Converting an intersection to an all-way stop has been shown to reduce vehicle crashes by 68% and lessen fatal, injury, and frontal-impact collisions by an even greater percentage, according to a 2010 North Carolina Department of Transportation (NCDOT) study.
These simple but effective stops can be a great solution for difficult intersections. Their potential benefits include:
- Improving safety without adding substantial travel time;
- Reducing the need for drivers to wait until there is a safe gap in opposing traffic;
- Being more predictable than other traffic signals;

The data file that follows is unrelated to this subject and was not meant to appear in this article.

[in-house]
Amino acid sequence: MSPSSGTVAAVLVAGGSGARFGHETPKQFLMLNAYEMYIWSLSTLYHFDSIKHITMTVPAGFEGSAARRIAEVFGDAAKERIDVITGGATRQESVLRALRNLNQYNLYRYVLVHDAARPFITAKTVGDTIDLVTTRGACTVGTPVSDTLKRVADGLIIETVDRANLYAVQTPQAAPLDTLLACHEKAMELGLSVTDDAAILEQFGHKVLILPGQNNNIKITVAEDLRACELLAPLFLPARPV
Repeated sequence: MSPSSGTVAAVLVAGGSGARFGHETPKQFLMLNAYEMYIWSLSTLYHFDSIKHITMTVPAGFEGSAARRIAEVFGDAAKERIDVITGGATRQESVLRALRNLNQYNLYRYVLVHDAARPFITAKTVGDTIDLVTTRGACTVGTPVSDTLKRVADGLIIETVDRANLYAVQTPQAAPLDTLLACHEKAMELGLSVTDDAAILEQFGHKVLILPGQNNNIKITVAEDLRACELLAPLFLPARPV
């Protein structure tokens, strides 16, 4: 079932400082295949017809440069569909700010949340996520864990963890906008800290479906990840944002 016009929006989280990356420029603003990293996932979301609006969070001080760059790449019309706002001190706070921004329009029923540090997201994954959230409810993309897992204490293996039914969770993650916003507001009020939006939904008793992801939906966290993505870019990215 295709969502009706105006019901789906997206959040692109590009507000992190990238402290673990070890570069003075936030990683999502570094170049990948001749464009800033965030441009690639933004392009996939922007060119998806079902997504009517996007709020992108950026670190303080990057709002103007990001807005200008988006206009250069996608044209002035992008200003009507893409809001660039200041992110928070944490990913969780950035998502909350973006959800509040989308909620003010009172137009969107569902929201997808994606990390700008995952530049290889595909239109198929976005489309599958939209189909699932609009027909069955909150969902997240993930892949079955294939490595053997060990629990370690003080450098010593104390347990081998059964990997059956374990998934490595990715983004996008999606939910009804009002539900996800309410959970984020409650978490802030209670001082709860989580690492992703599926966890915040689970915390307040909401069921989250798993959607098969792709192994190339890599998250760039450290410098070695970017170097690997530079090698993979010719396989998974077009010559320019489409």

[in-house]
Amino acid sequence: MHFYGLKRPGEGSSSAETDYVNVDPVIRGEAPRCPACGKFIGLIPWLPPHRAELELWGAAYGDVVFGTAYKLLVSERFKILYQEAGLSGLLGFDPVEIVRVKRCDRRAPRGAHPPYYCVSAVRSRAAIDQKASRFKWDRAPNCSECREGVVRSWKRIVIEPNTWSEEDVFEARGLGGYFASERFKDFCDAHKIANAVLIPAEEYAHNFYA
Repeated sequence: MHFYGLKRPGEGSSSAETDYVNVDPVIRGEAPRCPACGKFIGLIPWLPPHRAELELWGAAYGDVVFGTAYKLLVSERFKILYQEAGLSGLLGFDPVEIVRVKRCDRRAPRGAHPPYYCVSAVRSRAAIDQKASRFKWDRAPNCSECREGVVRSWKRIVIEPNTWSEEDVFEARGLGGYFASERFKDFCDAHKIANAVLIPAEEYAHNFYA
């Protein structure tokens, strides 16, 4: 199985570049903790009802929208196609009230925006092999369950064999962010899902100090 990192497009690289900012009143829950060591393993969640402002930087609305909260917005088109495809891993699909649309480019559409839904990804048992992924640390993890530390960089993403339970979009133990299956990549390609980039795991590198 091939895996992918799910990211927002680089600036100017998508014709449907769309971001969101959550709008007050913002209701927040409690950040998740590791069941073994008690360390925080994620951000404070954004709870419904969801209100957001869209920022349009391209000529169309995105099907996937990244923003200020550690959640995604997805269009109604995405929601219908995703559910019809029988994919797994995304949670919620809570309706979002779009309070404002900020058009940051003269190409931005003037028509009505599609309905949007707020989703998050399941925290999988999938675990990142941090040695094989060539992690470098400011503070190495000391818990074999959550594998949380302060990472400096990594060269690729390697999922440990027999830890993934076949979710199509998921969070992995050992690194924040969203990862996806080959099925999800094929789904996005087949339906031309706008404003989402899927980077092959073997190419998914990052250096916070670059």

- Serving as a temporary solution until another permanent improvement, like a roundabout, can be funded and constructed; and
- Being more cost-effective than other types of safety projects, typically coming in at less than $30,000, including the price of rental equipment, new pavement markings, and related sign upgrades.
But how is one supposed to approach an all-way stop?
Here are a few quick reminders:
- The first vehicle at the intersection has the right of way.
- When two or more vehicles reach the intersection at the same time, the vehicle to the right has the right of way.
- When two facing vehicles approach the intersection at the same time, both drivers can move straight ahead or turn right simultaneously. If one driver is going straight and the other wants to turn left, the driver who wants to turn left must yield.
- Even with the right of way, drivers should remember to use appropriate turn signals and watch for pedestrians and other vehicles.
Check out NCDOT’s video below for more on all-way stops.